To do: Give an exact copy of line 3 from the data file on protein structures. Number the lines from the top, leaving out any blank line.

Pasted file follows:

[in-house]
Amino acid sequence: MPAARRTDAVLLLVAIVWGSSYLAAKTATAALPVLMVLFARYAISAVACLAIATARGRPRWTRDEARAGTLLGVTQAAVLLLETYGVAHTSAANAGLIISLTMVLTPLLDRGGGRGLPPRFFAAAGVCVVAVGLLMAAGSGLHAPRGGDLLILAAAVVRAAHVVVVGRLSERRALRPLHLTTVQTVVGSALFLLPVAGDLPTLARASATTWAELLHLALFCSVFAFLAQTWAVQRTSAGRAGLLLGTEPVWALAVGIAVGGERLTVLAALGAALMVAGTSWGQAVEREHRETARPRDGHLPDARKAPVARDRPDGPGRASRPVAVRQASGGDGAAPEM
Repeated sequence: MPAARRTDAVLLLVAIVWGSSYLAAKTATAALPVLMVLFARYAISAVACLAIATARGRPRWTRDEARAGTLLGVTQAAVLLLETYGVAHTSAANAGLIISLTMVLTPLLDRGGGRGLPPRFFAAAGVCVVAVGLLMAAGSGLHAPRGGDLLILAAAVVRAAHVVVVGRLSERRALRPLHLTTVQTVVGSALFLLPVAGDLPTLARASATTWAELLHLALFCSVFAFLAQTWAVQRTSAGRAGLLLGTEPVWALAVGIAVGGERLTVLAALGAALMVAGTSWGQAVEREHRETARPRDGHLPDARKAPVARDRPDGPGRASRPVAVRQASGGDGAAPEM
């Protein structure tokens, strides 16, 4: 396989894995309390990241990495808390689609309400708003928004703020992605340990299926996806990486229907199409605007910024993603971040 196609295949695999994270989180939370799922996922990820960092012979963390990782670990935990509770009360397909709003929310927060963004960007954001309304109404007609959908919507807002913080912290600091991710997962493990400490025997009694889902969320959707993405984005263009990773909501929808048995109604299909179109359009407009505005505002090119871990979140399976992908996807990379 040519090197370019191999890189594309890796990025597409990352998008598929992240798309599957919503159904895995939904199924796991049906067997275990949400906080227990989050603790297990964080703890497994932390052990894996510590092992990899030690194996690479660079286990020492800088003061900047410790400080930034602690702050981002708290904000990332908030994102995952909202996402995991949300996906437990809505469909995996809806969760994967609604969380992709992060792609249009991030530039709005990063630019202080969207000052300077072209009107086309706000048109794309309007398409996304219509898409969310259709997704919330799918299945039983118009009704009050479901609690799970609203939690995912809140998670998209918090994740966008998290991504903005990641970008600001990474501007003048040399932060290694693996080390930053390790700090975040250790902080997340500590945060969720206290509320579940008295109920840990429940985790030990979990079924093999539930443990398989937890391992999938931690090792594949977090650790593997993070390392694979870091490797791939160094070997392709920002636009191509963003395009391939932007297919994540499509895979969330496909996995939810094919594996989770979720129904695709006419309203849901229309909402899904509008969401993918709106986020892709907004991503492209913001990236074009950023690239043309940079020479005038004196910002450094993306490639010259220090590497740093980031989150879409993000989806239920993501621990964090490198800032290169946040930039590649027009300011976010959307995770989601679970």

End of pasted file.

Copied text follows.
Repeated sequence: MPAARRTDAVLLLVAIVWGSSYLAAKTATAALPVLMVLFARYAISAVACLAIATARGRPRWTRDEARAGTLLGVTQAAVLLLETYGVAHTSAANAGLIISLTMVLTPLLDRGGGRGLPPRFFAAAGVCVVAVGLLMAAGSGLHAPRGGDLLILAAAVVRAAHVVVVGRLSERRALRPLHLTTVQTVVGSALFLLPVAGDLPTLARASATTWAELLHLALFCSVFAFLAQTWAVQRTSAGRAGLLLGTEPVWALAVGIAVGGERLTVLAALGAALMVAGTSWGQAVEREHRETARPRDGHLPDARKAPVARDRPDGPGRASRPVAVRQASGGDGAAPEM